This is my third child going through middle school. I would consider myself a seasoned parent.
I can look back and see where I should have spent a bit more with my older kids. Our family has many great traits. Systems and organizing are not one of them. I think it is a defect in our DNA.
Don’t get me wrong, we did a pretty good job with my first two. They are problem solvers, confident and super independent from a very young age. That did not happen by accident. Those traits were high on our parenting list.
One thing we should have spent more time helping them develop is organizing. To be more specific help them develop a system to organize their stuff. You know all the stuff that happens when the magical executive skills are developing.
The world of middle school is much like the real world in that you have an assortment of people that you must work with. You also have an assortment of assignments, supplies, afterschool equipment like no other time.
The common thought is that by middle school they should be able to figure this out on their own. I’m here to say otherwise.
My third child ventured into middle school last year.
8 different teachers, school supplies, school uniforms with several moving parts, PE bags, football bags, and the clarinet all had to go to school and return home daily. Then as if to develop those organizing and planning skills, even more, the schedule changed every day and again every week. Yep, chaos.
So, for 21 days, 3 weeks, we put up reminders of what to do when we came home and what to do before bed. When he came home we had to empty the PE or football bag (Think gross, smelly clothes.) Before bed, we had to look over his schedule, figure out what was needed and leave it all packed up for the next day.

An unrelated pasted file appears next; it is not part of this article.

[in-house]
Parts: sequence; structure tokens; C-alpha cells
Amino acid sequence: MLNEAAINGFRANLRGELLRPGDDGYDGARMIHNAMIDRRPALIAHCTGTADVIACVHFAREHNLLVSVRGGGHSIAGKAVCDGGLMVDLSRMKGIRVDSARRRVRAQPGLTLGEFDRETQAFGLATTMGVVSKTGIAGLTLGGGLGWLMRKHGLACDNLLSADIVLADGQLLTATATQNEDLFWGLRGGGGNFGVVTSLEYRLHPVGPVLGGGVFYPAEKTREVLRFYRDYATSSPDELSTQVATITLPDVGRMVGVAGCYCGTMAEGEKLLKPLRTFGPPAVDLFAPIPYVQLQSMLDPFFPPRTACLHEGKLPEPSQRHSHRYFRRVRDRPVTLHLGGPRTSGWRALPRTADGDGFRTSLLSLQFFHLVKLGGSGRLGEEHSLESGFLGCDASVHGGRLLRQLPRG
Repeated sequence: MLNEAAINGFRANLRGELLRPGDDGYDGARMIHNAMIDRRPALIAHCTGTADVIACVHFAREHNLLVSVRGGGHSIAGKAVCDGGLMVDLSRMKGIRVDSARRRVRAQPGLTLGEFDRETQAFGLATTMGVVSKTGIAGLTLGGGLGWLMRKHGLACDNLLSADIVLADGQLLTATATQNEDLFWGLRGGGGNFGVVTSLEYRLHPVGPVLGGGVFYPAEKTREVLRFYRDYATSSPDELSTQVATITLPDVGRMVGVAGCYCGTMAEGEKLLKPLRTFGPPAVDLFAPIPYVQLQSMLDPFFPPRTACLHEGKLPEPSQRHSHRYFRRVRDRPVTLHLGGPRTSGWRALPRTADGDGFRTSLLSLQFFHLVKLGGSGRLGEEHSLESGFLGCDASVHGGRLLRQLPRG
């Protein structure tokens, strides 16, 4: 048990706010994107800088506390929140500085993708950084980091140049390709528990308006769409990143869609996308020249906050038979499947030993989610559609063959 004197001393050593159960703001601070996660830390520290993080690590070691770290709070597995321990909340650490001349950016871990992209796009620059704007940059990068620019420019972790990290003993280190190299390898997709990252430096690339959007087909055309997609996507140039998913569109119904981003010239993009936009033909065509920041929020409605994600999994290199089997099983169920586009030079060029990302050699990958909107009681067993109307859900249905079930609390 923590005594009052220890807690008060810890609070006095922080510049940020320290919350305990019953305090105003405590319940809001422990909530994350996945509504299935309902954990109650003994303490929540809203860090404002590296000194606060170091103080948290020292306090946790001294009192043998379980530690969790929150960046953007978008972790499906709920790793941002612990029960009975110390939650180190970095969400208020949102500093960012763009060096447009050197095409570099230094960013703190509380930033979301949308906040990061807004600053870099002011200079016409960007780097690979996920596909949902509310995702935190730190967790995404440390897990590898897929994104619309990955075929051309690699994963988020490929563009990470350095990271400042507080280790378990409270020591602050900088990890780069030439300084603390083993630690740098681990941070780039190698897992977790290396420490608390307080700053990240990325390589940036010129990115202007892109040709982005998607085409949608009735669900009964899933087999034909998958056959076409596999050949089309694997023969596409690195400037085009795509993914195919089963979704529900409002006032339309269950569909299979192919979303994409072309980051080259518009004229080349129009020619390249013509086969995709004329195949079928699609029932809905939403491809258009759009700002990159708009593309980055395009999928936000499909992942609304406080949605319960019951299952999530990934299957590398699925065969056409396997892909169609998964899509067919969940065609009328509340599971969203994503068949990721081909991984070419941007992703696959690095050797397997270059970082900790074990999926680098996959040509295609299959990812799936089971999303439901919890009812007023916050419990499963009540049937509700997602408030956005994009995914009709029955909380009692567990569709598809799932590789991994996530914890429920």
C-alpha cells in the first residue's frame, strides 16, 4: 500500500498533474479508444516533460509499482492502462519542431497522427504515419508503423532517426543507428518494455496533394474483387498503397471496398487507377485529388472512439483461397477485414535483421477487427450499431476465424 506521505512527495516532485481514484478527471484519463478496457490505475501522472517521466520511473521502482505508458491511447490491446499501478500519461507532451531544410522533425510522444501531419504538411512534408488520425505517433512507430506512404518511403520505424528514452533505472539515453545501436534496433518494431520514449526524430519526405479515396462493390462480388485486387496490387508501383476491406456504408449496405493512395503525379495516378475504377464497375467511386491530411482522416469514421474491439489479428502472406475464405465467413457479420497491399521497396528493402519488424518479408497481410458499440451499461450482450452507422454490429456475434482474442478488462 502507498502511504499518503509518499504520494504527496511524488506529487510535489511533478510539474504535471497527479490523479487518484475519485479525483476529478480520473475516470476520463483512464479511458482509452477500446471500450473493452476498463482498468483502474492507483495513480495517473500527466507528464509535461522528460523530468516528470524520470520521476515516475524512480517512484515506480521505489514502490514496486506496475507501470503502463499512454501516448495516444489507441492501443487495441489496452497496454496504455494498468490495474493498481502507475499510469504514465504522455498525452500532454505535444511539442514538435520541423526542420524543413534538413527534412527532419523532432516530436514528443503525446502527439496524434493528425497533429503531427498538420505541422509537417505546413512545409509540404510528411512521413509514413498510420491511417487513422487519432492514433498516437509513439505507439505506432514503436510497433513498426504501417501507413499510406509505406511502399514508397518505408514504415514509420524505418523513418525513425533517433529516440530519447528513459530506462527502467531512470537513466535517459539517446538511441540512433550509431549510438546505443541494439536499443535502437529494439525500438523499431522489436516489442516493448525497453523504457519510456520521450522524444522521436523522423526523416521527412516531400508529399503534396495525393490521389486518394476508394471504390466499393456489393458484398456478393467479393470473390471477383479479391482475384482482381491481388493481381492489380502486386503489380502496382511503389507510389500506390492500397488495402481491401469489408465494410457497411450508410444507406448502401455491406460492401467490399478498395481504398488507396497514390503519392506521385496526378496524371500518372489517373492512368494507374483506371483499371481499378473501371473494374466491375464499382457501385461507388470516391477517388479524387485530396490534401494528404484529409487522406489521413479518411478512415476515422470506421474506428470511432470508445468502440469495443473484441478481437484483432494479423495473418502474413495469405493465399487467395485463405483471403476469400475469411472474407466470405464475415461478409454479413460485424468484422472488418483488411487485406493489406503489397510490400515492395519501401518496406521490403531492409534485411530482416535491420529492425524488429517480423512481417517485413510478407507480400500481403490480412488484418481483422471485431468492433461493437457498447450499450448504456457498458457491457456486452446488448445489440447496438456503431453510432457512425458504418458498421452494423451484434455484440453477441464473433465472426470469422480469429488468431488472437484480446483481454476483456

Notice I said, “we”. I believe this is the piece that made this strategy most successful. Nothing builds a new habit like accountability.
In this case, I was the accountability piece. Initially, it was we every day. Then, it was “we” 2 or 3 days a week and I would just check the days he did it on his own. The last week it was him doing it and him showing it to me.
Here is where we (the awsome adults) get it wrong. We try something for a few days and when it doesn’t change we are quick to say “We tried that before but it didn’t work.” Remember it takes at least 21 consecutive days for a behavior to become a habit.
I will tell you it was not always easy to do this with him. Sometimes, I just didn’t want to. I did get a lot of “I can do this on my own.” I knew he could, but I also knew if I didn’t stick to the 21-day plan this may not be a success.